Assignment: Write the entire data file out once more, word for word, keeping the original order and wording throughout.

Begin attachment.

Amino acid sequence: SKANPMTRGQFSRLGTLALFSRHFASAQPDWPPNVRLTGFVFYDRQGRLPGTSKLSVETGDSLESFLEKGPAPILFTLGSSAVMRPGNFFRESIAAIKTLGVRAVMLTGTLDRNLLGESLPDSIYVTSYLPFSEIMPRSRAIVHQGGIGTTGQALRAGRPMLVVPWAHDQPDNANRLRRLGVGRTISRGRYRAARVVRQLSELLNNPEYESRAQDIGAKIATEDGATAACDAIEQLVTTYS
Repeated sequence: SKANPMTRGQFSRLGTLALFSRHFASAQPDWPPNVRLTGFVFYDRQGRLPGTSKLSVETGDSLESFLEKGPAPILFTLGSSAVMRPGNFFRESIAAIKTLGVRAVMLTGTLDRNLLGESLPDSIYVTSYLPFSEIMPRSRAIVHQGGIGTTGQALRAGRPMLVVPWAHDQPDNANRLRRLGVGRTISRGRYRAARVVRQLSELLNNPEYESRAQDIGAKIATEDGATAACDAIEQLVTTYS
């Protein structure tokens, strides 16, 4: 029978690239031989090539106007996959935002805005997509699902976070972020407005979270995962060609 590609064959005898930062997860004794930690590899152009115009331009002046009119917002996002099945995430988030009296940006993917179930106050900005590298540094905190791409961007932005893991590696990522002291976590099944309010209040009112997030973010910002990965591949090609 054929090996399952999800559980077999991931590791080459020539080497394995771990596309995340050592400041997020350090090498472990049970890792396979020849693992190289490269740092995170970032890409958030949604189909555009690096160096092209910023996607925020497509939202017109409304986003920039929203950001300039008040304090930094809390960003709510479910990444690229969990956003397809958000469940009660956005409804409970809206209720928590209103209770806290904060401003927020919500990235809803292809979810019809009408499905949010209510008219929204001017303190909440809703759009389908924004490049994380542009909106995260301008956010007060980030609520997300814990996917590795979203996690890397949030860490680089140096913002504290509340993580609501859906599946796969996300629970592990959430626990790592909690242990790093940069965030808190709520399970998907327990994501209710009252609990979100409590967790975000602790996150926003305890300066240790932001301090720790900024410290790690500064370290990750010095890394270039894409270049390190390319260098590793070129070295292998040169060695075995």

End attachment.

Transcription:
Amino acid sequence: SKANPMTRGQFSRLGTLALFSRHFASAQPDWPPNVRLTGFVFYDRQGRLPGTSKLSVETGDSLESFLEKGPAPILFTLGSSAVMRPGNFFRESIAAIKTLGVRAVMLTGTLDRNLLGESLPDSIYVTSYLPFSEIMPRSRAIVHQGGIGTTGQALRAGRPMLVVPWAHDQPDNANRLRRLGVGRTISRGRYRAARVVRQLSELLNNPEYESRAQDIGAKIATEDGATAACDAIEQLVTTYS
Repeated sequence: SKANPMTRGQFSRLGTLALFSRHFASAQPDWPPNVRLTGFVFYDRQGRLPGTSKLSVETGDSLESFLEKGPAPILFTLGSSAVMRPGNFFRESIAAIKTLGVRAVMLTGTLDRNLLGESLPDSIYVTSYLPFSEIMPRSRAIVHQGGIGTTGQALRAGRPMLVVPWAHDQPDNANRLRRLGVGRTISRGRYRAARVVRQLSELLNNPEYESRAQDIGAKIATEDGATAACDAIEQLVTTYS
């Protein structure tokens, strides 16, 4: 029978690239031989090539106007996959935002805005997509699902976070972020407005979270995962060609 590609064959005898930062997860004794930690590899152009115009331009002046009119917002996002099945995430988030009296940006993917179930106050900005590298540094905190791409961007932005893991590696990522002291976590099944309010209040009112997030973010910002990965591949090609 054929090996399952999800559980077999991931590791080459020539080497394995771990596309995340050592400041997020350090090498472990049970890792396979020849693992190289490269740092995170970032890409958030949604189909555009690096160096092209910023996607925020497509939202017109409304986003920039929203950001300039008040304090930094809390960003709510479910990444690229969990956003397809958000469940009660956005409804409970809206209720928590209103209770806290904060401003927020919500990235809803292809979810019809009408499905949010209510008219929204001017303190909440809703759009389908924004490049994380542009909106995260301008956010007060980030609520997300814990996917590795979203996690890397949030860490680089140096913002504290509340993580609501859906599946796969996300629970592990959430626990790592909690242990790093940069965030808190709520399970998907327990994501209710009252609990979100409590967790975000602790996150926003305890300066240790932001301090720790900024410290790690500064370290990750010095890394270039894409270049390190390319260098590793070129070295292998040169060695075995």